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These 7 Retirement Hacks Can Help You Save


My friend Beth calls retirement “preferment”
She will do the things that she prefers from now on.
— @keciabee on X

That’s a fun way of thinking about retirement — a time when you’re more able to do things you want to do, as you’re no longer required to dress a certain way, adhere to a certain schedule, or work hard for much of most days.

Your retirement probably won’t be that delightful, though, unless you’ve saved and invested effectively for many years, amassing a nest egg that can help support you for decades. Here are seven strategies that can help you do so.

Someone with arms folded is smiling at the camera.

Image source: Getty Images.

1. Live below — or further below — your means

It’s important for all of us to live below our means — not spending more than we have. (Spending too much can leave you deep in debt, which will have your financial health getting worse, not better.) If you’re already living below your means, consider doing so even more, to free up more money for retirement investments.

It can make a big difference to review your spending habits and build a budget. That way, you’ll see where your money is going and can make any adjustments you want. You might even spot some unintentional cash outflows, such as unused memberships or subscriptions you’re still paying for.

2. Automate your financial life

This money hack can have you saving and investing easily with hardly any effort at all: Automate your financial life.

Millions of people can have their employer automatically direct portions of their paychecks to various accounts automatically each pay period. If that applies to you, it means you can send money into a savings account or a brokerage account. Simply participating in your 401(k) means you’ll have money automatically and regularly rerouted into investments from every paycheck.

While you’re at it, set some of your bills — even your mortgage payments — to auto-pay, as well. This way, you won’t end up missing payments.

3. Make use of tax-advantaged retirement accounts

Speaking of 401(k)s, it’s smart to make good use of them and/or IRA accounts, as they offer tax perks. Both IRAs and 401(k)s come in two main varieties — traditional and Roth.

A traditional account receives pre-tax contributions and will shrink your taxable income by the amount of your contribution. A Roth account accepts post-tax money, and if you play by the rules, all your withdrawals in retirement can be tax-free. Imagine amassing an account worth, say, $300,000 by retirement and being able to tap that tax-free. It’s a big deal.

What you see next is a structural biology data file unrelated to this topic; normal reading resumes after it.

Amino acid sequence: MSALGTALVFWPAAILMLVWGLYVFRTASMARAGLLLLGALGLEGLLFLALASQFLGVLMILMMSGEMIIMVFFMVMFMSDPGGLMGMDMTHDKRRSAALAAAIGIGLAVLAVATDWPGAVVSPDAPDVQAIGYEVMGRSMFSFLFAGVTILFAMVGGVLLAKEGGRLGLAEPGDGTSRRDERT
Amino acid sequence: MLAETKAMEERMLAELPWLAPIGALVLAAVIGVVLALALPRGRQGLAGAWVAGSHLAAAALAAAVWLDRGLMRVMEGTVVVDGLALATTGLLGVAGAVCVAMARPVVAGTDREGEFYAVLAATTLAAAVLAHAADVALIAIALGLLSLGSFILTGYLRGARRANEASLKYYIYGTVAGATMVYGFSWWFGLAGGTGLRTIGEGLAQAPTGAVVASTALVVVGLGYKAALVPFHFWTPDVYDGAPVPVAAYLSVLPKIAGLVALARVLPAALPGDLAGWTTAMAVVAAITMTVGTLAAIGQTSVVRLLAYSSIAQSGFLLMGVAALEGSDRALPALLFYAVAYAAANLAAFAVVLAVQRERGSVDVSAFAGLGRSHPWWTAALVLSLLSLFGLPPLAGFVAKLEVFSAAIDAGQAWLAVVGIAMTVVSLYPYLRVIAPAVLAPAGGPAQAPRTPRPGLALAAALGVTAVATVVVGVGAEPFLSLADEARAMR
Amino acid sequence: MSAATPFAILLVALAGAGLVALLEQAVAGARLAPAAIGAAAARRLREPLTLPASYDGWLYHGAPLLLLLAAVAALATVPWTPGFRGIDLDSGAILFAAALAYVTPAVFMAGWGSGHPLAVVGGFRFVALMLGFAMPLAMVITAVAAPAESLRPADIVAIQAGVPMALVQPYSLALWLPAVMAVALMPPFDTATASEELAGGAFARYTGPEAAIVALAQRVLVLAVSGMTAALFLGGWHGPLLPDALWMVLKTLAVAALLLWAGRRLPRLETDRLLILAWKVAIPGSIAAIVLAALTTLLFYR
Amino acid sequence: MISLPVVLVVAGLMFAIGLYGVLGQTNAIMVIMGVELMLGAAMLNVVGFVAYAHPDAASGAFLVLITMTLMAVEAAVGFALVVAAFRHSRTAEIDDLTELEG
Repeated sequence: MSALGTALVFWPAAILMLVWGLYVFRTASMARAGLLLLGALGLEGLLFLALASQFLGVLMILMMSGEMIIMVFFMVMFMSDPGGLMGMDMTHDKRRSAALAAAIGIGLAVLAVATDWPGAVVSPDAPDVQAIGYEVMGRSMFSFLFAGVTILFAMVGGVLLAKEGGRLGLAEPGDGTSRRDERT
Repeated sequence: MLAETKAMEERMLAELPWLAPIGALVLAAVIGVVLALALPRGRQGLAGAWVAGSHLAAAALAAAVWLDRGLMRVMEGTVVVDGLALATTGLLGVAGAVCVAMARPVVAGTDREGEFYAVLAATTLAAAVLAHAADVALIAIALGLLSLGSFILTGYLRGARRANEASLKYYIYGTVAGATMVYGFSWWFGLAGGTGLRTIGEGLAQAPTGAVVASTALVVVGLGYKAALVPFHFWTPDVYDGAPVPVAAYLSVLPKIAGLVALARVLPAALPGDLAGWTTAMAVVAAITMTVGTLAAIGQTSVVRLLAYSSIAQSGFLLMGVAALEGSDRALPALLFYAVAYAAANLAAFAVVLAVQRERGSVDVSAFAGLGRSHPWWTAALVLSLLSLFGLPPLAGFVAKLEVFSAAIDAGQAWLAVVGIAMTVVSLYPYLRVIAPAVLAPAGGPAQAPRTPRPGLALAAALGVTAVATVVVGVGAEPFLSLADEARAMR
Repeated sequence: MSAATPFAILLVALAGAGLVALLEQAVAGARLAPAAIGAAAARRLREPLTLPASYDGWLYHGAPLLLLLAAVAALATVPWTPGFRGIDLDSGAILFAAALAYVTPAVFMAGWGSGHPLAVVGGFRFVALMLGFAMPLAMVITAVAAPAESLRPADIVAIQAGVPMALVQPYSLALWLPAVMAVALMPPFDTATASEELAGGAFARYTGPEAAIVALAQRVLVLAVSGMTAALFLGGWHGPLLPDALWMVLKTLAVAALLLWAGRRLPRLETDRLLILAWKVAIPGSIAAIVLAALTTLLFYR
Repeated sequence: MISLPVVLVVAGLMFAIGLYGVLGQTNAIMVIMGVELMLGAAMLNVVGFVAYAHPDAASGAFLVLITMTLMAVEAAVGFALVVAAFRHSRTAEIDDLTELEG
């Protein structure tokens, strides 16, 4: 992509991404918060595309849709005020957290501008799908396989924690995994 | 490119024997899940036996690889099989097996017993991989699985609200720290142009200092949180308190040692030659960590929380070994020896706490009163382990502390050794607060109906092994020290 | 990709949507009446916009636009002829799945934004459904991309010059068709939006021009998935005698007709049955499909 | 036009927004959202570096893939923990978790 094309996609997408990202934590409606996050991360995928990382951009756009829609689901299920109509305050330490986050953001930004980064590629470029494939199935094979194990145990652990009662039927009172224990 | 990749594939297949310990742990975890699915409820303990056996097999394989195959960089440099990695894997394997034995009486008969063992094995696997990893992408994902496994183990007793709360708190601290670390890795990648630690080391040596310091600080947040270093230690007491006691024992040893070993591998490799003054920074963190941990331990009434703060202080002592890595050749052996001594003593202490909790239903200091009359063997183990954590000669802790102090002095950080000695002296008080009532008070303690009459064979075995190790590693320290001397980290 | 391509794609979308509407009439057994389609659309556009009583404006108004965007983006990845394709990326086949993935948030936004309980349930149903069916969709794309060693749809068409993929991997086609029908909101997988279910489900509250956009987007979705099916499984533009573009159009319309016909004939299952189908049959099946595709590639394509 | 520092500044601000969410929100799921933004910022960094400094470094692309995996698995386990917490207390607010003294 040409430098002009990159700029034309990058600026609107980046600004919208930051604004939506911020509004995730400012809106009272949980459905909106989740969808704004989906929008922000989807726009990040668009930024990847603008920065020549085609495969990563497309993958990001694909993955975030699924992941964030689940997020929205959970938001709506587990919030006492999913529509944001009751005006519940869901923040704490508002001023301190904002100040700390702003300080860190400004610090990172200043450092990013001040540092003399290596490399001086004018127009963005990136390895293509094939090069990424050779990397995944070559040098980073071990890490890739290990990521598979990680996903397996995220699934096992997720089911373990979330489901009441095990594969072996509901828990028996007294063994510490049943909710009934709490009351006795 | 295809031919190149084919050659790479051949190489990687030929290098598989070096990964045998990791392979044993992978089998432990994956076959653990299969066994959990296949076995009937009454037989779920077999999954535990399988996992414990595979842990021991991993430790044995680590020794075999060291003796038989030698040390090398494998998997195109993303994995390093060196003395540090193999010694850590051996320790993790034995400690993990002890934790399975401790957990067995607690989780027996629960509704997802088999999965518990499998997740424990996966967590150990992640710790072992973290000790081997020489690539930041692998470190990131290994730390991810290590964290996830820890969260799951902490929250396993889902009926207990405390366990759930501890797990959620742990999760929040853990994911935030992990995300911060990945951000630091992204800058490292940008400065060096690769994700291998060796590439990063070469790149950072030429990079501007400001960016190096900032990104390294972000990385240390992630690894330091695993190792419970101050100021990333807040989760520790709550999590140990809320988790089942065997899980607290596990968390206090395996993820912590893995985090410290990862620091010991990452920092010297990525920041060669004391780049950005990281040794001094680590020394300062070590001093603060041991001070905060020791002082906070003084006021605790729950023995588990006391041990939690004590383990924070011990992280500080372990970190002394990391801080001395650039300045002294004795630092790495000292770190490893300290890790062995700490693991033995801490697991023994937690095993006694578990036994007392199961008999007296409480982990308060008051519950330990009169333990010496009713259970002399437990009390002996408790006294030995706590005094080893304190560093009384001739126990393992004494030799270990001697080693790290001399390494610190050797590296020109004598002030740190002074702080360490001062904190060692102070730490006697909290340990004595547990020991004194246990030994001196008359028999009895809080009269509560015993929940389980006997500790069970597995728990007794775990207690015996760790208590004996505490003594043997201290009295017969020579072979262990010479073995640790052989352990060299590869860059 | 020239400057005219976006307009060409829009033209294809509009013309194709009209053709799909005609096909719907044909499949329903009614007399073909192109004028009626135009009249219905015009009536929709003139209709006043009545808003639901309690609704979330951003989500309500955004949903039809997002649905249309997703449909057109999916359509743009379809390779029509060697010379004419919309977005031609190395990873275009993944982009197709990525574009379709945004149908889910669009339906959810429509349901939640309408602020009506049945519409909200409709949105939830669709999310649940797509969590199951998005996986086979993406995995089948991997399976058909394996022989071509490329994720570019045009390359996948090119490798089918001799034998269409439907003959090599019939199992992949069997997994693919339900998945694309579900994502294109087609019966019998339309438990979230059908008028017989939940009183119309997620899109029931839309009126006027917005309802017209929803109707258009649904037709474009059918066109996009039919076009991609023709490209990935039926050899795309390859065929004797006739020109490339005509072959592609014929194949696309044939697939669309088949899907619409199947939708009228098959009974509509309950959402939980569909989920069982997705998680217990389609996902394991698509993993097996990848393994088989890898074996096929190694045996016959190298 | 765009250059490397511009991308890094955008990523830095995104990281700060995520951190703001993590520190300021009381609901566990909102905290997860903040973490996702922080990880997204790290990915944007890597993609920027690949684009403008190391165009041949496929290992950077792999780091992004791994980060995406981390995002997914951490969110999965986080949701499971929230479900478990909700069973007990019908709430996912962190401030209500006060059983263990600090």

4. Maximize 401(k) matches

If you’re participating in your employer’s 401(k) plan, find out if it matches contributions to any degree. Many companies do, and if yours does, be sure to contribute at least enough to max out that match — because it’s free money.

If your employer matches contributions up to 3% of your salary and you earn $100,000, that’s $3,000 you can get for free each year. That can add up and come in handy in retirement. (By the way — an excellent way for most people to invest for retirement within 401(k)s, IRAs, or brokerage accounts is via low-fee, broad-market index funds.)

5. Invest in dividend-paying stocks

It’s smart to hold dividend-paying stocks in your portfolio, whether you’re a few years from retirement or only in your 30s. They will regularly deliver cash to your investment accounts, and you can spend that money in retirement or buy more shares of stock.

Stocks that pay dividends can help build your wealth powerfully. Yes, they’ll pay you a dividend, but they’ll also likely increase that dividend over time. On top of that, their stock prices can appreciate, too. If you have a portfolio worth, say, $300,000, with an overall dividend yield of 3%, you’re set to collect $9,000 per year.

6. Use an HSA

If you qualify for a health savings account (HSA), consider using one. (You’ll typically need to have a high-deductible health insurance plan.) Contributions to your HSA are made on a pre-tax basis and can be used to pay for qualified healthcare-related expenses, such as medications, doctor visits, orthodontia, lab work, surgery, and much more. Better still — any money not used from the account can stay in it and grow, and you can tap it in retirement. (And if you withdraw money then for qualified healthcare expenses, it will be tax-free.)

7. Take on a side gig

A final hack to turbocharge your saving and investing for retirement is to take on a side gig — for a short or long while. If you can make an extra $200 per week for just one year, that can produce more than $10,000 that can be invested. Do it for multiple years, and you can sock away a lot more.

As you save and invest for retirement, do so with a good retirement plan in hand — and stick to your plan. Figure out how much you need to save for retirement and how you’ll do so. Don’t just rely on Social Security, because it will likely deliver less than you might expect. As of December, the average retirement benefit amounted to only about $22,000 per year.




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